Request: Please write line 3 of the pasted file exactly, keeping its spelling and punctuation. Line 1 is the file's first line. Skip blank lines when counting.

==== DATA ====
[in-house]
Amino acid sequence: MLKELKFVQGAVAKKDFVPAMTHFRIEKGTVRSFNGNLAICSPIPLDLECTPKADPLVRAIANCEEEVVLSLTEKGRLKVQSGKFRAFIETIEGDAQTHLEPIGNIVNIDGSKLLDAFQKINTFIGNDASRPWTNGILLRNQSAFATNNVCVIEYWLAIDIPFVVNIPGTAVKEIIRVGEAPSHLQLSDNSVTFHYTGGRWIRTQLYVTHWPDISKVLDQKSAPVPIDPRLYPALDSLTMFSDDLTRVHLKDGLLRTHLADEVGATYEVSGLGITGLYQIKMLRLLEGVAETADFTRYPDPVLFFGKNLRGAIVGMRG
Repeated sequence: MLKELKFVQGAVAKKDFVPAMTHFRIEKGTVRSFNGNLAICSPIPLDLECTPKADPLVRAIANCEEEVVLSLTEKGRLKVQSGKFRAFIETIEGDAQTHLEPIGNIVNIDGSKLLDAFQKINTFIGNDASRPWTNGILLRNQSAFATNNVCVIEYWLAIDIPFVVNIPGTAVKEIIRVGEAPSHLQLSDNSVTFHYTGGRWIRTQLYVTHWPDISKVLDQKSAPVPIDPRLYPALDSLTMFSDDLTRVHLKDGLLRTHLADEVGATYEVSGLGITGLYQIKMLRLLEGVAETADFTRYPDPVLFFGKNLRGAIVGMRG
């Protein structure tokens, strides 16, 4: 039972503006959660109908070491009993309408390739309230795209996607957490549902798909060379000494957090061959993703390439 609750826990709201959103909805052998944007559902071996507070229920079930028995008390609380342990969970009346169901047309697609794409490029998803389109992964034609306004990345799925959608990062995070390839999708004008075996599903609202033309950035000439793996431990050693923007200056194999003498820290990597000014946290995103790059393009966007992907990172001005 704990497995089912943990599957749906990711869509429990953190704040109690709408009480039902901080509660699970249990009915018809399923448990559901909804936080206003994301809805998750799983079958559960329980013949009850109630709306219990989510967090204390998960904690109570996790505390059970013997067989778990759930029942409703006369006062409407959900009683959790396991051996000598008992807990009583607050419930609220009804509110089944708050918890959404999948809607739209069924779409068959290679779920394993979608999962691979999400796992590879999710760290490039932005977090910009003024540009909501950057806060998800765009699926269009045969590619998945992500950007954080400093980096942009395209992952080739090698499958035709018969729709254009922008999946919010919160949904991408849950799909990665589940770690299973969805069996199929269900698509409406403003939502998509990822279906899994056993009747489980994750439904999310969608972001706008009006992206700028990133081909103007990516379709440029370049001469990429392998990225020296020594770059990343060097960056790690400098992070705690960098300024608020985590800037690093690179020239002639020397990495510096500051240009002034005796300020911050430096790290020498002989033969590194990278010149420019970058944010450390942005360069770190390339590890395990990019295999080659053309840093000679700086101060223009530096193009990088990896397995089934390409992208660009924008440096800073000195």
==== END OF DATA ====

Repeated sequence: MLKELKFVQGAVAKKDFVPAMTHFRIEKGTVRSFNGNLAICSPIPLDLECTPKADPLVRAIANCEEEVVLSLTEKGRLKVQSGKFRAFIETIEGDAQTHLEPIGNIVNIDGSKLLDAFQKINTFIGNDASRPWTNGILLRNQSAFATNNVCVIEYWLAIDIPFVVNIPGTAVKEIIRVGEAPSHLQLSDNSVTFHYTGGRWIRTQLYVTHWPDISKVLDQKSAPVPIDPRLYPALDSLTMFSDDLTRVHLKDGLLRTHLADEVGATYEVSGLGITGLYQIKMLRLLEGVAETADFTRYPDPVLFFGKNLRGAIVGMRG